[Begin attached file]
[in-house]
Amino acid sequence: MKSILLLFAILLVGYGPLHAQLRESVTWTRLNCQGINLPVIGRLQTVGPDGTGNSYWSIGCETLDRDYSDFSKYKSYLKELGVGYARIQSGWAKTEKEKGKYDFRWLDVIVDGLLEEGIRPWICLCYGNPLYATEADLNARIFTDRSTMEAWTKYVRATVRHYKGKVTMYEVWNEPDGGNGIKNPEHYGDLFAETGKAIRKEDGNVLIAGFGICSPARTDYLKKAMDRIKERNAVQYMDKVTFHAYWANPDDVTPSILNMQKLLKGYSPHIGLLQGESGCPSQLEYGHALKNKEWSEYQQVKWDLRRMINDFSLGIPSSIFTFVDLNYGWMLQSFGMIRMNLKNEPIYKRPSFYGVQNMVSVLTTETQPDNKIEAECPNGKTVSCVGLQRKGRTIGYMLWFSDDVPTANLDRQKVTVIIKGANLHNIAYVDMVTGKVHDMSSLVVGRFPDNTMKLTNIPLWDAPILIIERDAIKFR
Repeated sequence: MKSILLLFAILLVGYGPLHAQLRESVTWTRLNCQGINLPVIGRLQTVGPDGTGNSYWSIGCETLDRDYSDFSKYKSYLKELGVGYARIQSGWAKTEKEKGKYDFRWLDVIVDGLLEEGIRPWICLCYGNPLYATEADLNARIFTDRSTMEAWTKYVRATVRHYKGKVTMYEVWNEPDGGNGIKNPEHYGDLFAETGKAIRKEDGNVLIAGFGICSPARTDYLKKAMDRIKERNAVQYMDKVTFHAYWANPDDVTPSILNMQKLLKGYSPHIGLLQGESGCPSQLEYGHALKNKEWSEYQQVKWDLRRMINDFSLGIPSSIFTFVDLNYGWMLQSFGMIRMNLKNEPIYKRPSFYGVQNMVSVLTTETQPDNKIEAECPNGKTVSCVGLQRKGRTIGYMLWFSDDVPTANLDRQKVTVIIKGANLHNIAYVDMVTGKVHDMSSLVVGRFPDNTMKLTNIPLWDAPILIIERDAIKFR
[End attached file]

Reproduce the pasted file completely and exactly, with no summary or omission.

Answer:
[in-house]
Amino acid sequence: MKSILLLFAILLVGYGPLHAQLRESVTWTRLNCQGINLPVIGRLQTVGPDGTGNSYWSIGCETLDRDYSDFSKYKSYLKELGVGYARIQSGWAKTEKEKGKYDFRWLDVIVDGLLEEGIRPWICLCYGNPLYATEADLNARIFTDRSTMEAWTKYVRATVRHYKGKVTMYEVWNEPDGGNGIKNPEHYGDLFAETGKAIRKEDGNVLIAGFGICSPARTDYLKKAMDRIKERNAVQYMDKVTFHAYWANPDDVTPSILNMQKLLKGYSPHIGLLQGESGCPSQLEYGHALKNKEWSEYQQVKWDLRRMINDFSLGIPSSIFTFVDLNYGWMLQSFGMIRMNLKNEPIYKRPSFYGVQNMVSVLTTETQPDNKIEAECPNGKTVSCVGLQRKGRTIGYMLWFSDDVPTANLDRQKVTVIIKGANLHNIAYVDMVTGKVHDMSSLVVGRFPDNTMKLTNIPLWDAPILIIERDAIKFR
Repeated sequence: MKSILLLFAILLVGYGPLHAQLRESVTWTRLNCQGINLPVIGRLQTVGPDGTGNSYWSIGCETLDRDYSDFSKYKSYLKELGVGYARIQSGWAKTEKEKGKYDFRWLDVIVDGLLEEGIRPWICLCYGNPLYATEADLNARIFTDRSTMEAWTKYVRATVRHYKGKVTMYEVWNEPDGGNGIKNPEHYGDLFAETGKAIRKEDGNVLIAGFGICSPARTDYLKKAMDRIKERNAVQYMDKVTFHAYWANPDDVTPSILNMQKLLKGYSPHIGLLQGESGCPSQLEYGHALKNKEWSEYQQVKWDLRRMINDFSLGIPSSIFTFVDLNYGWMLQSFGMIRMNLKNEPIYKRPSFYGVQNMVSVLTTETQPDNKIEAECPNGKTVSCVGLQRKGRTIGYMLWFSDDVPTANLDRQKVTVIIKGANLHNIAYVDMVTGKVHDMSSLVVGRFPDNTMKLTNIPLWDAPILIIERDAIKFR